Breast supporting act: a century of the bra
In 1907, Vogue coined the term 'brassiere', and launched a billion-dollar industry that changed the way women dress for ever. A hundred years on, lingerie lover John Walsh provides an uplifting social history of the undergarment – and grapples with its role in today's world
Wednesday 15 August 2007
The bra was invented by an engineer of German extraction called Onto Titzling in 1912. He was living in a New York boarding house, and one of his neighbours, a voluptuous opera singer called Swanhilda Olafson, complained that she needed a garment to hoist her vast bosom aloft every evening – so Titzling obliged, using some cotton, elastic and metal struts. Unfortunately, he failed to patent the device and, in the early 1930s, a Frenchman named Philippe de Brassière began making a suspiciously similar object. Titzling took him to court, but the unscrupulous Frenchman won the day. And that's why the garment all the ladies are wearing is called a brassiere, not a titzling.
Bette Midler sang about this court case in the film Beaches, so obviously it's true, isn't it? Don't be ridiculous. It's a total fabrication, based on a spoof 1971 history by Wallace Reyburn, and is just one of a thousand tales and myths that punctuate the history of the small double-dome of cloth that encases the female chest.
The bra is a thing of wondrous variety. It has been called the Hemispheres of Paradise and, less flatteringly, the Over-the-Shoulder Boulder Holder. Its function has been, paradoxically, both modest concealment and brazen revelation. It has been praised as a revolutionary garment that freed women from constriction, and has been (allegedly) burnt in public as an emblem of oppression.
It's available in a riot of forms, including lacy, push-up, sporty, plunge-line, strapless, pointy, Cross Your Heart, conical, and Wonder. It's a billion-pound industry in the UK, and a $15bn mega-industry in America. No other garment has so closely shadowed the history of the status of women. No other garment has had the power to reduce intelligent, rational men to drooling boys and awestruck slaves.
Exactly a hundred years ago, in 1907, the word "brassiere" was used in Vogue for the first time. But its evolution goes back three millennia. Historians have found that, while Roman women sometimes wore a band of cloth over their breasts, to restrict their growth or conceal them, the Greeks favoured a less uptight approach. Some enterprising designer realised that such a belt worn under the breasts might accentuate them, to pleasing effect. (In the hierarchy of ideas that have made the world a better place, this is up there with light bulbs and indoor plumbing.)
The brazen Minoans were streets ahead of the Greeks, however: women in Crete wore material that both supported and revealed their bare breasts, in emulation of the snake goddess – 3,000 years before the invention of glamour modelling.
While the French Revolution freed women from the corset (it was outlawed because of its fatal association with the aristocracy), elsewhere its rule continued. The big change came in the early 20th century, as women played more sport, and the corset divided into the girdle and the "bust bodice", like a really scary bikini.
Early feminist organisations, such as the National Dress Reform Association in America, had warned against the health risks of corset-wearing and called for "emancipation garments". By 1900, several proto-bra experiments had been conducted. Henry Lesher of Brooklyn offered ladies a rigid metallic structure, like a dustbin, to hold their bits in place. Clara P Clark's "improved corset" came up with shoulder straps in 1874. Olivia P Flynt's "bust supporter" offered to hold each breast in a "fabric pocket" supported by wide straps.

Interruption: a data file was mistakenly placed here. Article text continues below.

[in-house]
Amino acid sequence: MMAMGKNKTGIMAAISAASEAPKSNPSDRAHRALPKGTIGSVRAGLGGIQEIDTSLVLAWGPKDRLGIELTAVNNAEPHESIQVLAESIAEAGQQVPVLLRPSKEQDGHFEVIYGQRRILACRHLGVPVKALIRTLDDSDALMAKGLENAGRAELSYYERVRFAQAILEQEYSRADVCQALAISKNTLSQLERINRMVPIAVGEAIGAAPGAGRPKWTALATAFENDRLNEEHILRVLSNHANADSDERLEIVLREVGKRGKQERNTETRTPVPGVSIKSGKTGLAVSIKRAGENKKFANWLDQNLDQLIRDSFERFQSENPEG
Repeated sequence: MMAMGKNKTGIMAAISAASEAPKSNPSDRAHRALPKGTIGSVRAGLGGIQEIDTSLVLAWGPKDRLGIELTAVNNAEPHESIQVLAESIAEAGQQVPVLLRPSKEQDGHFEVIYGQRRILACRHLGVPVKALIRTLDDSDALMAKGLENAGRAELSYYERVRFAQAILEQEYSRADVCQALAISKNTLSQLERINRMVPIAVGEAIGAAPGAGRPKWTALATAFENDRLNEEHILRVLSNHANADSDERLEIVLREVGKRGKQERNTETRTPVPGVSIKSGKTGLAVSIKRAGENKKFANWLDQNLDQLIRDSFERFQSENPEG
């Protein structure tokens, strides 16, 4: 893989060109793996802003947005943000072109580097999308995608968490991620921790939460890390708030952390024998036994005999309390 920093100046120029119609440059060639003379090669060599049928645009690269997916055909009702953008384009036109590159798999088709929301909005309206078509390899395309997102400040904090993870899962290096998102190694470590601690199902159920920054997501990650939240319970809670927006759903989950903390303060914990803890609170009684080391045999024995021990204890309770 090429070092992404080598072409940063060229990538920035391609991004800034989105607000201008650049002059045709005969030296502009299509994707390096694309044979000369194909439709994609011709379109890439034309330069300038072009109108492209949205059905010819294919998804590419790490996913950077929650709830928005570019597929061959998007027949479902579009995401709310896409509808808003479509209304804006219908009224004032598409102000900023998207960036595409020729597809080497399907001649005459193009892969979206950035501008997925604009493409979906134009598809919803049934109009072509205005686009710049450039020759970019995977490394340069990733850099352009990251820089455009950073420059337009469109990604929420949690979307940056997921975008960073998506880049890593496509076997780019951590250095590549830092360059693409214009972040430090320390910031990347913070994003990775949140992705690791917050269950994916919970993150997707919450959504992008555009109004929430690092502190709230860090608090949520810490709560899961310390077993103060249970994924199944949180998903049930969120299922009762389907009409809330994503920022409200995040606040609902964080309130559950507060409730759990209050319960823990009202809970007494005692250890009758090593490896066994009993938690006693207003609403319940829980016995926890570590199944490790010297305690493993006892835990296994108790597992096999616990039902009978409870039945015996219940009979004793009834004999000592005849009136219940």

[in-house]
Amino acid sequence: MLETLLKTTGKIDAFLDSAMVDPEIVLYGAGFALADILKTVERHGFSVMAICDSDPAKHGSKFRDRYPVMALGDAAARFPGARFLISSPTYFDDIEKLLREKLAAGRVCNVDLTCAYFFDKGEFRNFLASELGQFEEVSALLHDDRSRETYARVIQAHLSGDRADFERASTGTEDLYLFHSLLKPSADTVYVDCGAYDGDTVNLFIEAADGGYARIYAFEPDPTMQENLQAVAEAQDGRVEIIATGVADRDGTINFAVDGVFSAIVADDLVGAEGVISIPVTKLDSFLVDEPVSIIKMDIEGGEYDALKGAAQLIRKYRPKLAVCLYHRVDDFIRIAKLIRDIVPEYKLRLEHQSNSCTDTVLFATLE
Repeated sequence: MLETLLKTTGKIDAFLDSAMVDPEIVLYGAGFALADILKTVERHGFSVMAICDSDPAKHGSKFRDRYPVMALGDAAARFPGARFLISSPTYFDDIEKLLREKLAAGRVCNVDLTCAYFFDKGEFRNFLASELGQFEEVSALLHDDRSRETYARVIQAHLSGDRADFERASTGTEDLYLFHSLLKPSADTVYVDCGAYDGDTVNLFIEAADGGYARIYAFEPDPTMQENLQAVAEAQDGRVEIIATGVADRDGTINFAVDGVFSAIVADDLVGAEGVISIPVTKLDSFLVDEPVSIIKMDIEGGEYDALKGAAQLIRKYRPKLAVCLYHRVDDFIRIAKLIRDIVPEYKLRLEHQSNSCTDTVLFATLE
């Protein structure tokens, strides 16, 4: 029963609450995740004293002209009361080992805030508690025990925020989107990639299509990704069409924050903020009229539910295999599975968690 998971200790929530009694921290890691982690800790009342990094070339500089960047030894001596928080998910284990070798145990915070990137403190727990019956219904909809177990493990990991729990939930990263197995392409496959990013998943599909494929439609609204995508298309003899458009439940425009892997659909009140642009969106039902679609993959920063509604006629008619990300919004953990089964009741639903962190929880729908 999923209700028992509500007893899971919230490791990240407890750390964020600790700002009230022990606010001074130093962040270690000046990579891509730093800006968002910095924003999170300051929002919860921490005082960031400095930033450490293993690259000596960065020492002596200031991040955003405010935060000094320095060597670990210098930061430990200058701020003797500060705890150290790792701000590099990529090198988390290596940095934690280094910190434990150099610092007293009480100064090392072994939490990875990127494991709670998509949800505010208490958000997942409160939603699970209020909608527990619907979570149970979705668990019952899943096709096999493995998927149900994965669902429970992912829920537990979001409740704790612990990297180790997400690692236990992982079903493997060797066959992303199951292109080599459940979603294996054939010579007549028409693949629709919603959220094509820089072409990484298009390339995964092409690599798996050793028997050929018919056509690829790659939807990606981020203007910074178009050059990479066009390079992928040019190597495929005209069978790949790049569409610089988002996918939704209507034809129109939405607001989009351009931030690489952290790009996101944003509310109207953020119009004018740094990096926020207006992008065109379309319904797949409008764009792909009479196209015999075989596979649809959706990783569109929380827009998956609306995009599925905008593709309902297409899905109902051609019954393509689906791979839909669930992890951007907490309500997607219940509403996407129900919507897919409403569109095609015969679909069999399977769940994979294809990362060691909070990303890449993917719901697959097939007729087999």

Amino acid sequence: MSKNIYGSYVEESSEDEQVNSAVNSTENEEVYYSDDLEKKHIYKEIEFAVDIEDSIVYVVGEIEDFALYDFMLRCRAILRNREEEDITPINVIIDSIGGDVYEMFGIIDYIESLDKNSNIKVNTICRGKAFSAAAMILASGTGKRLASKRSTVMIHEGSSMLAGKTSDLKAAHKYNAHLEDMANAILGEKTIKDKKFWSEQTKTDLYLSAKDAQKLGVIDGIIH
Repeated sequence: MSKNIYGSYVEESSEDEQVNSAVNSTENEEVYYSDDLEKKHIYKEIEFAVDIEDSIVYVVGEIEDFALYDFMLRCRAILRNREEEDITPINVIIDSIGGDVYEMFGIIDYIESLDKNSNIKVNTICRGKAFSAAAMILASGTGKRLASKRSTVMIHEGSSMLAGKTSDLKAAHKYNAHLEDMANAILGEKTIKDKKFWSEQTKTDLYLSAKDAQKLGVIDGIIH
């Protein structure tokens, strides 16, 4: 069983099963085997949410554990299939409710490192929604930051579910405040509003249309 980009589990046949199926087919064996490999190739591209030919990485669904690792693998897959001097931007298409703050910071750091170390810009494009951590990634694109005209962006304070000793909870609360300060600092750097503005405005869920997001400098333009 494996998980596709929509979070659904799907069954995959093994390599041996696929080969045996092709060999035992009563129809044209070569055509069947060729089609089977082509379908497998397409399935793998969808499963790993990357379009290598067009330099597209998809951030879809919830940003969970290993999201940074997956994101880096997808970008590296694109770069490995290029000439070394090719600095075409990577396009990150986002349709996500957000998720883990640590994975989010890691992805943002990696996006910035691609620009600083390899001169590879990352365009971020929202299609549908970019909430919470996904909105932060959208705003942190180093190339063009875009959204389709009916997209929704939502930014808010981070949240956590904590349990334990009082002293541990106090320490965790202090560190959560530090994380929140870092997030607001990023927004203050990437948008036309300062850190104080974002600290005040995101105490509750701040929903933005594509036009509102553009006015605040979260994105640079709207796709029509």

In 1885, Charles Moorhouse romanced lady customers with his "inflatable breast-enlarging garment", with its rubber straps and cups. And in 1889, Herminie Cadolle invented the "soutien-gorge" (the name meant "throat-support") as part of a two-piece undergarment, patented her idea and showed it off at the Great Exhibition. It was 1905 before she thought of selling the upper section separately.
The word "brassiere" was once a military term meaning "arm protector" (le bras being French for arm), and, by extension, " breastplate". It was first used in the sense we understand it during the 1890s. Manufacturers used it in 1904, but it took a mention in the pages of Vogue in 1907 to make it a milestone in fashion history. It first appeared in the Oxford English Dictionary in 1911. In that year, Britain's new king, George V, visited France with his queen, Mary. Because of her small stature beside the king, she was known to hilarious Parisians as " La Soutien-George".
Credit for the first brassiere usually goes to Mary Phelps Jacob, a 19-year-old girl-about-Manhattan who, in 1910, bought a sheer evening gown for a party. The whalebone corset that was supposed to define her figure actually poked out of the plunging fabric. What was a girl to do? She and her maid dug two silk hankies out of a drawer, sewed them on to a length of pink ribbon, added some string and tucked her breasts in place. Girlfriends asked if she would make a similar device for them. Then somebody paid her a dollar to do so, and she took the hint.
The "backless brassiere" was patented on 3 November, 1914. Ms Phelps Jacob (who later married Harry Crosby, founder of the Black Sun Press, which published works by D H Lawrence, Joyce, Hemingway and Pound) didn't do well out of her invention. Disappointed by sales, she flogged the patent to the Warner Bros Corset Company for a measly $1,500. It was later valued at $15m.